Monthly Archives: June 2010

Should Facebook be allowed to play God?

So Facebook disabled my account a few days ago for no apparent reason, and without warning or explanation. Obviously I emailed them to see what was up, and a ‘Marissa” from Facebook ‘User Operations’ replied with a short standard copy/paste template email:

That time I got banned from facebook

 

Guilty until proven innocent? Is Facebook’s HQ based in North Korea somewhere? Does Mark Zuckerberg run a holiday camp in Guantanamo Bay? Strike one, you’re out?

Facebook has become an important communication tool for over 450 million people worldwide. Pushing it’s Open Graph, Facebook connect, around the web. Within several years Facebook will probably have a say in 75% of all websites, applications, tools and online communities.

So what happens to all of those people that got banned by Facebook? What are the social consequences for people that are not allowed to be part of the Open Graph anymore? Will they become irrelevant to the rest of the world?

With a user-base larger than the entire population of the United States, should Facebook be allowed to dictate their ‘laws’ and play God online? I think not. Facebook is owned by the users. Without users, there is no Facebook.

I’m all for rules and regulations to keep Facebook an open place for everyone. Privacy and safety are obviously big things. But surely there are other ways than to completely wipeout a persons online existence?

One simple solution would be to have some sort of system in place – Limit a users account if you think they are breaking Facebook Terms and responsibilities. Sandbox a persons profile. Take away those abilities that make breaking the rules possible. But you do need to keep people in the loop, one way or the other. That is the responsibility Facebook needs to take on, if they make public statements like these:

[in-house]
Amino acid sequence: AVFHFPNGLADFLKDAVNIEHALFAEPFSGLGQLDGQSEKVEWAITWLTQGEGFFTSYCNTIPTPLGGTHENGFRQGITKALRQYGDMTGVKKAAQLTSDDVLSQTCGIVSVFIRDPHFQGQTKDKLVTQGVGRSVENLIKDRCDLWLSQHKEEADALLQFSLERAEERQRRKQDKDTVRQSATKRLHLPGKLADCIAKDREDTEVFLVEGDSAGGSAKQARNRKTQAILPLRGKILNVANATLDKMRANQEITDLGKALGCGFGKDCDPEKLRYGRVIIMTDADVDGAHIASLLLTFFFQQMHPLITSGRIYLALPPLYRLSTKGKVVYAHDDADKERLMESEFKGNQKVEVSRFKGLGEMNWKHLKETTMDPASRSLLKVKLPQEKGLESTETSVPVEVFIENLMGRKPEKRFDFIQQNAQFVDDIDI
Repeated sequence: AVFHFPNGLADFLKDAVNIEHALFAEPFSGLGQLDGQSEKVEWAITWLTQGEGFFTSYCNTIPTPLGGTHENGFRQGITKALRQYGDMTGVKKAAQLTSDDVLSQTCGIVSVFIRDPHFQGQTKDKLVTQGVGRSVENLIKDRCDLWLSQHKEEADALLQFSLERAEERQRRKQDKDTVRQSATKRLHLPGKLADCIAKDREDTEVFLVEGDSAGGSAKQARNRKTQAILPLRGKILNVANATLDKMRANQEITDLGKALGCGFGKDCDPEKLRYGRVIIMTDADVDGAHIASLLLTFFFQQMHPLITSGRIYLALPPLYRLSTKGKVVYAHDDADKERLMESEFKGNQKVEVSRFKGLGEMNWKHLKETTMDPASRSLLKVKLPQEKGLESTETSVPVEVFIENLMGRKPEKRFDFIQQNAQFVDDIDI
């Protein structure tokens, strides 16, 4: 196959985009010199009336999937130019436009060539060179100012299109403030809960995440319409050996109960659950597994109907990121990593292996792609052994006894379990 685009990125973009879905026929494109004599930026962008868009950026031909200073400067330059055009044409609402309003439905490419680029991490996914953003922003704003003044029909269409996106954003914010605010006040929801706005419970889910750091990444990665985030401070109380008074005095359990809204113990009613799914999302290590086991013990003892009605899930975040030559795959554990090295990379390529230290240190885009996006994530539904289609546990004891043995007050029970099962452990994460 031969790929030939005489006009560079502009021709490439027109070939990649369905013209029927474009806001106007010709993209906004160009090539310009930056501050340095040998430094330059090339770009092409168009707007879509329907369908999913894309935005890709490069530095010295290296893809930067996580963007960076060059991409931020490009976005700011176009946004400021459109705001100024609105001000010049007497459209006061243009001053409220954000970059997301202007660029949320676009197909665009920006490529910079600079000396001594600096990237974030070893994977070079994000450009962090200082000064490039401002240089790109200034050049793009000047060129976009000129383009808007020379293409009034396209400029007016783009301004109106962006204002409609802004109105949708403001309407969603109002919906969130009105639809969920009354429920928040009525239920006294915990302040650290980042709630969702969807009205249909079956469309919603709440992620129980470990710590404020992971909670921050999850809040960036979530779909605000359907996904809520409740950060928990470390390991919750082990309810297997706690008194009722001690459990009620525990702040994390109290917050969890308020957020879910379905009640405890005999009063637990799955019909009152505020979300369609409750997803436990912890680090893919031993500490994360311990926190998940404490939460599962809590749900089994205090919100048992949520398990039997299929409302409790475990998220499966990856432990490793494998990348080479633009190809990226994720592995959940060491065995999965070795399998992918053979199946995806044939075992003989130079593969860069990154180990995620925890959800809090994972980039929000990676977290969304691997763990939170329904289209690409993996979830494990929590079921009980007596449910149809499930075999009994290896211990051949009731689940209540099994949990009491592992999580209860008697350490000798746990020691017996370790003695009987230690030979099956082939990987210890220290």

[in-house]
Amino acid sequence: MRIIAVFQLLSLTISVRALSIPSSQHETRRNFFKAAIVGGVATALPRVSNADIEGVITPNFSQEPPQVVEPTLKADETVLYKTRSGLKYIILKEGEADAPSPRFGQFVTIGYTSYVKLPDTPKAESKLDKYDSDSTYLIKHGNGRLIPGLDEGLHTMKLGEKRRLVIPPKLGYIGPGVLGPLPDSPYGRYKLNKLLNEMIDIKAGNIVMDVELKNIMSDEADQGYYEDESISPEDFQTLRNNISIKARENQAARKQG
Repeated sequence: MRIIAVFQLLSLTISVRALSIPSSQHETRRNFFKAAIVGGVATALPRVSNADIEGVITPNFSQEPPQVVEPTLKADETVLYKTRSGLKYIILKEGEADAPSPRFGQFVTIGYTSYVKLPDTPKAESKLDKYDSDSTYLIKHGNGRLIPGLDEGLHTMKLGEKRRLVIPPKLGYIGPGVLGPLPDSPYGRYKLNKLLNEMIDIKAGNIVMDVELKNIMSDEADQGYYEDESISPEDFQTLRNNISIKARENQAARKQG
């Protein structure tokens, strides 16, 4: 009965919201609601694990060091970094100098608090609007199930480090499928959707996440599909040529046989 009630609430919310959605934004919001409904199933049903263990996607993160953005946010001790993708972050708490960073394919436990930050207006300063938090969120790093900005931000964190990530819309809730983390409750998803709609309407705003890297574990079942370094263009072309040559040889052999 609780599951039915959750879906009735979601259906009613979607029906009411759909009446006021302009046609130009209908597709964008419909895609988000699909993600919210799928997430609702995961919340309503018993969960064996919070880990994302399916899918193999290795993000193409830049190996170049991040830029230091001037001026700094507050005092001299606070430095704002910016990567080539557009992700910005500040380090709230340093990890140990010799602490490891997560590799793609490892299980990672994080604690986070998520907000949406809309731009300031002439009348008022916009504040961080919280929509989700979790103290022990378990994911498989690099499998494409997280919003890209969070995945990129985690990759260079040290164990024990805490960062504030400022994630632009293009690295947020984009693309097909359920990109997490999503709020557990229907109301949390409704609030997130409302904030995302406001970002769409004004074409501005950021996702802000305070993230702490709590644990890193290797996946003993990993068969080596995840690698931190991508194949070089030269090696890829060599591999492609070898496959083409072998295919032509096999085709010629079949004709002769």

Facebook Principles
We are building Facebook to make the world more open and transparent , which we believe will create greater understanding and connection. Facebook promotes openness and transparency by giving individuals greater power to share and connect, and certain principles guide Facebook in pursuing these goals. Achieving these principles should be constrained only by limitations of law, technology, and evolving social norms. We therefore establish these Principles as the foundation of the rights and responsibilities of those within the Facebook Service.

Anyway, I was wondering who I need to contact within Facebook to get my stuff back (which is impossible since there are no contact details for Facebook anywhere). I went over the Terms and Responsibilities again, and according to those, you still have my stuff Mark.

I own Facebook

 

Should you decide to keep me cut-off from all my Facebook friends and family, effectively making me a social outcast, I would like my photos, messages and pokes back please.

Thanks!

Funny Fact: Mark Zuckerberg was born in the same year as the title of George Orwell’s “1984” book.

Anyway, what do you guys think? How big of an impact will Facebook and it’s Open Graph have on people’s online identities in the (near) future?

I Quit Facebook

Well, actually Facebook quit me. I tried to login today and found myself staring at this screen…

facebookdisabledaccount1

Uhhhh, what? I didn’t receive the memo to let me know that the last 4 years of my facebook life have been eradicated by one of the facebook support drones.